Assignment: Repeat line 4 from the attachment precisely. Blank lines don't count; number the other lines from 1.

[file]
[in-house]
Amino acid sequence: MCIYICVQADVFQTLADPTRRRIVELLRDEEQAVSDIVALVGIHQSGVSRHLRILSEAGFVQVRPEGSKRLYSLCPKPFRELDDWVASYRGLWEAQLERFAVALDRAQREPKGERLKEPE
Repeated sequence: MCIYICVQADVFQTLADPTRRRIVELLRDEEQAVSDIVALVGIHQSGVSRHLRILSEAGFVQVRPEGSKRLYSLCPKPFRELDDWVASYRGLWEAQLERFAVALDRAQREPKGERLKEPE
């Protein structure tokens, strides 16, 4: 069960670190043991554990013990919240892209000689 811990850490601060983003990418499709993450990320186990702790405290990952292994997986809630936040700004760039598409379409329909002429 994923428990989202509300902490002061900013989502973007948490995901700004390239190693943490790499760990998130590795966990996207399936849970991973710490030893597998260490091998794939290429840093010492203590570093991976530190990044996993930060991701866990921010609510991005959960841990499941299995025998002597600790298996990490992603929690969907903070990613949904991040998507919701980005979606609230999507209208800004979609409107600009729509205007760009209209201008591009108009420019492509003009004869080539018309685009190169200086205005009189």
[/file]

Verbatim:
């Protein structure tokens, strides 16, 4: 069960670190043991554990013990919240892209000689 811990850490601060983003990418499709993450990320186990702790405290990952292994997986809630936040700004760039598409379409329909002429 994923428990989202509300902490002061900013989502973007948490995901700004390239190693943490790499760990998130590795966990996207399936849970991973710490030893597998260490091998794939290429840093010492203590570093991976530190990044996993930060991701866990921010609510991005959960841990499941299995025998002597600790298996990490992603929690969907903070990613949904991040998507919701980005979606609230999507209208800004979609409107600009729509205007760009209209201008591009108009420019492509003009004869080539018309685009190169200086205005009189």